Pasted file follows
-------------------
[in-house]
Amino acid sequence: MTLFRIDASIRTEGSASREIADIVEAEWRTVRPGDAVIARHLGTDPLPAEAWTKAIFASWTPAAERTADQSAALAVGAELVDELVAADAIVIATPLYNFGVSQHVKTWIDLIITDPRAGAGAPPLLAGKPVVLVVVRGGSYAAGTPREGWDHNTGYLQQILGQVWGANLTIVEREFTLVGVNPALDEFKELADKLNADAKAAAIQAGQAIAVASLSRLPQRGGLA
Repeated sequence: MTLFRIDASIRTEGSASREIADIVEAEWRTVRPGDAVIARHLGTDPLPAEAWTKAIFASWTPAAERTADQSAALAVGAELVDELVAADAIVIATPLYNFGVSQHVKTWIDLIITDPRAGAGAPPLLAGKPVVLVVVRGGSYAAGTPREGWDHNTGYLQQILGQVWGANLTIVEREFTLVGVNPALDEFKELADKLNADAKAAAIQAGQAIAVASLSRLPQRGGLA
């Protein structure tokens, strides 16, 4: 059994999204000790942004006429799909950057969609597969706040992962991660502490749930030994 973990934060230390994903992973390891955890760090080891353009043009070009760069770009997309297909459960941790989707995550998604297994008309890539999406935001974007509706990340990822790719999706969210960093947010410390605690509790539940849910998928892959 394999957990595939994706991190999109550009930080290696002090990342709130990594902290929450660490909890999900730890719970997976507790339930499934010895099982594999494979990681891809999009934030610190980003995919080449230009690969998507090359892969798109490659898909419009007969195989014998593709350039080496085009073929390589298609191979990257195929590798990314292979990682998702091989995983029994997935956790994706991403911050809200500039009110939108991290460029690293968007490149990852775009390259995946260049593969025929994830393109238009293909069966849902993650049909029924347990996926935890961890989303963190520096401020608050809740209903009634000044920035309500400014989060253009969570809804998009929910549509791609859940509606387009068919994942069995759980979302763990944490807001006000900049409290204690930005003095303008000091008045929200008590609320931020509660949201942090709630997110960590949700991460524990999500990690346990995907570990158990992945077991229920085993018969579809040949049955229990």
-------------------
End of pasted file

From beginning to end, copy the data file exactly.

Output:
[in-house]
Amino acid sequence: MTLFRIDASIRTEGSASREIADIVEAEWRTVRPGDAVIARHLGTDPLPAEAWTKAIFASWTPAAERTADQSAALAVGAELVDELVAADAIVIATPLYNFGVSQHVKTWIDLIITDPRAGAGAPPLLAGKPVVLVVVRGGSYAAGTPREGWDHNTGYLQQILGQVWGANLTIVEREFTLVGVNPALDEFKELADKLNADAKAAAIQAGQAIAVASLSRLPQRGGLA
Repeated sequence: MTLFRIDASIRTEGSASREIADIVEAEWRTVRPGDAVIARHLGTDPLPAEAWTKAIFASWTPAAERTADQSAALAVGAELVDELVAADAIVIATPLYNFGVSQHVKTWIDLIITDPRAGAGAPPLLAGKPVVLVVVRGGSYAAGTPREGWDHNTGYLQQILGQVWGANLTIVEREFTLVGVNPALDEFKELADKLNADAKAAAIQAGQAIAVASLSRLPQRGGLA
């Protein structure tokens, strides 16, 4: 059994999204000790942004006429799909950057969609597969706040992962991660502490749930030994 973990934060230390994903992973390891955890760090080891353009043009070009760069770009997309297909459960941790989707995550998604297994008309890539999406935001974007509706990340990822790719999706969210960093947010410390605690509790539940849910998928892959 394999957990595939994706991190999109550009930080290696002090990342709130990594902290929450660490909890999900730890719970997976507790339930499934010895099982594999494979990681891809999009934030610190980003995919080449230009690969998507090359892969798109490659898909419009007969195989014998593709350039080496085009073929390589298609191979990257195929590798990314292979990682998702091989995983029994997935956790994706991403911050809200500039009110939108991290460029690293968007490149990852775009390259995946260049593969025929994830393109238009293909069966849902993650049909029924347990996926935890961890989303963190520096401020608050809740209903009634000044920035309500400014989060253009969570809804998009929910549509791609859940509606387009068919994942069995759980979302763990944490807001006000900049409290204690930005003095303008000091008045929200008590609320931020509660949201942090709630997110960590949700991460524990999500990690346990995907570990158990992945077991229920085993018969579809040949049955229990």